How to Coach: Using a stopwatch

posted 25 Aug 2010, 15:29 by Rob Harvey   [ updated 25 Aug 2010, 15:37 ]

Being able to use a stopwatch effectively is an essential ‘how to coach’ skills for any Man Tri coach.  Whether it’s timing intervals at the running track, during turbo sessions or at the swimming pool it’s a good idea to have a stopwatch or two in your coaching bag.  Some stopwatches have advanced functions that make it easy to calculate cadence whilst running and cycling or stroke rate whilst swimming which is useful information to feedback to members.  Another common use of a stop watch is to gain intermediate timing information or split times during a swim, bike or run to gauge the pacing of an athlete. Possible pacing strategies could include negative split, positive split or an even split. Whilst the following information could apply to any discipline we will focus on swimming as accurate timing information will be part of every club session and pacing is the most effective way of controlling intensity.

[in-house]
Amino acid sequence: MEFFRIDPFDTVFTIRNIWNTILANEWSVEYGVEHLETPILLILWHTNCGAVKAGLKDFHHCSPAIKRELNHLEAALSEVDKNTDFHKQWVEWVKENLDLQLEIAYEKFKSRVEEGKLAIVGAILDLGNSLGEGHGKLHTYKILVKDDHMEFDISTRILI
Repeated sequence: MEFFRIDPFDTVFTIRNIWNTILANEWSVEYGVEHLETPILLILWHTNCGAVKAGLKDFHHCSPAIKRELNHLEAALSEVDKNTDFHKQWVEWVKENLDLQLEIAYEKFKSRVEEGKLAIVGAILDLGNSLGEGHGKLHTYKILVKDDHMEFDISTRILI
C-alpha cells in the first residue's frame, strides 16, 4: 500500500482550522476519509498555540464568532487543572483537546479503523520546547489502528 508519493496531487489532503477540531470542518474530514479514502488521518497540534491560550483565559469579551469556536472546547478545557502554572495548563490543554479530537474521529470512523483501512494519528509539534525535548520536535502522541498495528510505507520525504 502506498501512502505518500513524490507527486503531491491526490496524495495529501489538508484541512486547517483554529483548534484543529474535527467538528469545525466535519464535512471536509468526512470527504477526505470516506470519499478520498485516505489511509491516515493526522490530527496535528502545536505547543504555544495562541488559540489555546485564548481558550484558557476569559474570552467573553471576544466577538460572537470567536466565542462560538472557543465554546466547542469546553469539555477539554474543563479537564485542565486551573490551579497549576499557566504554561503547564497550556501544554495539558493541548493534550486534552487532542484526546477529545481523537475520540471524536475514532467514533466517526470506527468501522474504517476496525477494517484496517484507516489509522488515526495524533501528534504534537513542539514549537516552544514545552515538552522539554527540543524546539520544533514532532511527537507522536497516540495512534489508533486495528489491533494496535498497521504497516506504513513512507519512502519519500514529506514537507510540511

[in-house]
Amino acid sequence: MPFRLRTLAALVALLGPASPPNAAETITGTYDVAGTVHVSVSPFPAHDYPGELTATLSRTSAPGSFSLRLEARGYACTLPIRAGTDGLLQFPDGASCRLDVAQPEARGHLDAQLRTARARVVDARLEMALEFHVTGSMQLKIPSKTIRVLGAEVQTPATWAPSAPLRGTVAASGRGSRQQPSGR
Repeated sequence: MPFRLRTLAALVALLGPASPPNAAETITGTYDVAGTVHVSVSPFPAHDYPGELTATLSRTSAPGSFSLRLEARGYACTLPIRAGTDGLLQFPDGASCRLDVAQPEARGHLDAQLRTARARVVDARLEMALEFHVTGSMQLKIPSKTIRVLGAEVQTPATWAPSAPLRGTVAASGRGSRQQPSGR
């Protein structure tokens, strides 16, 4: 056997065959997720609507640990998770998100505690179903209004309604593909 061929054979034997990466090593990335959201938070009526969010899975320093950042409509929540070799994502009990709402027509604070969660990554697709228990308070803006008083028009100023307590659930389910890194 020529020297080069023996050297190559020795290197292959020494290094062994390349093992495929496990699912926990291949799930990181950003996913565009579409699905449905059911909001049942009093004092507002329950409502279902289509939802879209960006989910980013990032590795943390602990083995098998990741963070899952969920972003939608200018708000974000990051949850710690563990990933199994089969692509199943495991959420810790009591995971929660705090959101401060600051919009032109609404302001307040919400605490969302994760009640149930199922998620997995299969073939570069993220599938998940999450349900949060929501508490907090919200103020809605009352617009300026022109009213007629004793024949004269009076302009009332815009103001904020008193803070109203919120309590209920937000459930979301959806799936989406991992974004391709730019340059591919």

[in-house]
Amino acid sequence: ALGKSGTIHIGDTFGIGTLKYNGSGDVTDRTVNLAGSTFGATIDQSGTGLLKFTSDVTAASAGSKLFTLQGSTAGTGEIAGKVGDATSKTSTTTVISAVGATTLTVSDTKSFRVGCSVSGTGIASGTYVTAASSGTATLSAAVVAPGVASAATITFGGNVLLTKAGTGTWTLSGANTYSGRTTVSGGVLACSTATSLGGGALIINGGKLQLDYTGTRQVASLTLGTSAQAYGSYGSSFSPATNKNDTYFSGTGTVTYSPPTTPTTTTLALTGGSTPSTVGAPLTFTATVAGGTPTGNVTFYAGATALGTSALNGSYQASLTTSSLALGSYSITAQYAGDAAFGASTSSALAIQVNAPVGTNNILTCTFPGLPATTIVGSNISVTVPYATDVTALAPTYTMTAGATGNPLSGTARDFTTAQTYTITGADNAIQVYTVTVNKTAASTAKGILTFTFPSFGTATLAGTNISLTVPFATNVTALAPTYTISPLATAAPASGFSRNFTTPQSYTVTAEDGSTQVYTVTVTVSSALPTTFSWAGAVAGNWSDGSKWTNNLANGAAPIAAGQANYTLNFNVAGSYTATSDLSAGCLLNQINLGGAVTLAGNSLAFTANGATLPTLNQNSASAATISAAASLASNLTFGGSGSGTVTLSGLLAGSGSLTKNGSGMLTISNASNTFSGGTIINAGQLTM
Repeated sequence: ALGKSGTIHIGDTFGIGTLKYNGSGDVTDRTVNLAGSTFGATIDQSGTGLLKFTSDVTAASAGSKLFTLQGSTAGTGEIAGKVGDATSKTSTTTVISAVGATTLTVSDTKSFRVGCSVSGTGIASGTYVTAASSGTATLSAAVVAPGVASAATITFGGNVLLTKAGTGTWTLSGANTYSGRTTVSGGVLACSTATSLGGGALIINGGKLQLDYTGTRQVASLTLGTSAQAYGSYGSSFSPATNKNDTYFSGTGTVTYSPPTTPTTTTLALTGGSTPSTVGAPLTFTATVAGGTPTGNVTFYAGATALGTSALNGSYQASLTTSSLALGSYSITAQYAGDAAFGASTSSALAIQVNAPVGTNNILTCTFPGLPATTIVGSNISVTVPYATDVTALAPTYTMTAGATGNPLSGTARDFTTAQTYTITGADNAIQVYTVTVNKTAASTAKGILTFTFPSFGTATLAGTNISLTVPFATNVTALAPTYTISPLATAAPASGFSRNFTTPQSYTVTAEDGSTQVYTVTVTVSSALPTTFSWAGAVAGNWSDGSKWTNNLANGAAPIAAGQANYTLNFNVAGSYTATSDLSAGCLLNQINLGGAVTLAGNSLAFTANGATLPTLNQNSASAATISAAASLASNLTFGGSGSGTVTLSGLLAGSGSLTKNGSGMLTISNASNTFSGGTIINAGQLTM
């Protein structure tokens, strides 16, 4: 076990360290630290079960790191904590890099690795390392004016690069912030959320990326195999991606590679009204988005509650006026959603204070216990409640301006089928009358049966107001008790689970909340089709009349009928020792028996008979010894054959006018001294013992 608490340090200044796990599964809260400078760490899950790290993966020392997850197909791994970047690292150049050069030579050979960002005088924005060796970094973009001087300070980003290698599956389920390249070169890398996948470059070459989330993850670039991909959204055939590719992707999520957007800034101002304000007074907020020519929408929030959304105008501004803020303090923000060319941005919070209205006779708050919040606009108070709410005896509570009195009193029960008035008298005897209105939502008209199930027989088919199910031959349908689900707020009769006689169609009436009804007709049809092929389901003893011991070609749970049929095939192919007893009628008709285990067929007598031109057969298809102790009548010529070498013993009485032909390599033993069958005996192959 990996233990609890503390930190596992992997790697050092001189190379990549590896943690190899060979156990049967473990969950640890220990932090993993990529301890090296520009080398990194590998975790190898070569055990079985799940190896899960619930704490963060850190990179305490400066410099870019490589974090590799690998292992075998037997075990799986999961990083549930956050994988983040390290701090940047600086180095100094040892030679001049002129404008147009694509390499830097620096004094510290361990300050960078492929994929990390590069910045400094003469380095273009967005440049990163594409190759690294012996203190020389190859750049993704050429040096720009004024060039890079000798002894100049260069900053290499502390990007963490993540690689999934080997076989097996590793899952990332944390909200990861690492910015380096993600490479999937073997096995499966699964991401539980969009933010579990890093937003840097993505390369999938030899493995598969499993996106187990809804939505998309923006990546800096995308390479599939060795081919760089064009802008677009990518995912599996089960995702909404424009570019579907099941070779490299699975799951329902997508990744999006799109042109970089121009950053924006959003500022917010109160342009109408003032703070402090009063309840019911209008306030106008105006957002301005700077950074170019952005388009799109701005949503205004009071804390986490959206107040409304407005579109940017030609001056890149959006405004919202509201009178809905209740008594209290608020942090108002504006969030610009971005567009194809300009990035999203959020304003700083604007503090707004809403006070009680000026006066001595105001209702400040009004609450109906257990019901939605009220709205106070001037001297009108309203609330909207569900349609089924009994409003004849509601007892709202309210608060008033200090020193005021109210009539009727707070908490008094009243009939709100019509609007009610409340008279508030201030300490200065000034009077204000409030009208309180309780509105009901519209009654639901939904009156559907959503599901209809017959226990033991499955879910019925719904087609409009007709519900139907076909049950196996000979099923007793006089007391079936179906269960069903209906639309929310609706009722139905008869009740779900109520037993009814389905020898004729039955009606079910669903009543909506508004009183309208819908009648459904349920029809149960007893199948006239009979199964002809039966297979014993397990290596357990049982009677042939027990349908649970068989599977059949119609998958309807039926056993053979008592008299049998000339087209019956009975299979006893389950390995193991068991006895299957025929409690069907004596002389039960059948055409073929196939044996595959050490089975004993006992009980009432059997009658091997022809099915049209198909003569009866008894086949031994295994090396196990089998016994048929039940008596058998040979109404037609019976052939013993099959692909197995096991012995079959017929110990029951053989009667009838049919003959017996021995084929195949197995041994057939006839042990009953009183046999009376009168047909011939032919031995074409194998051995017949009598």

Whilst timing one swimmer during one rep or race is relatively simple (press start when they start, hit lap at each designated timing split and either write the split time down or review it from memory later, then hit stop at the end) timing a group of swimmers in one lane or groups of swimmers across multiple lanes is more of a challenge.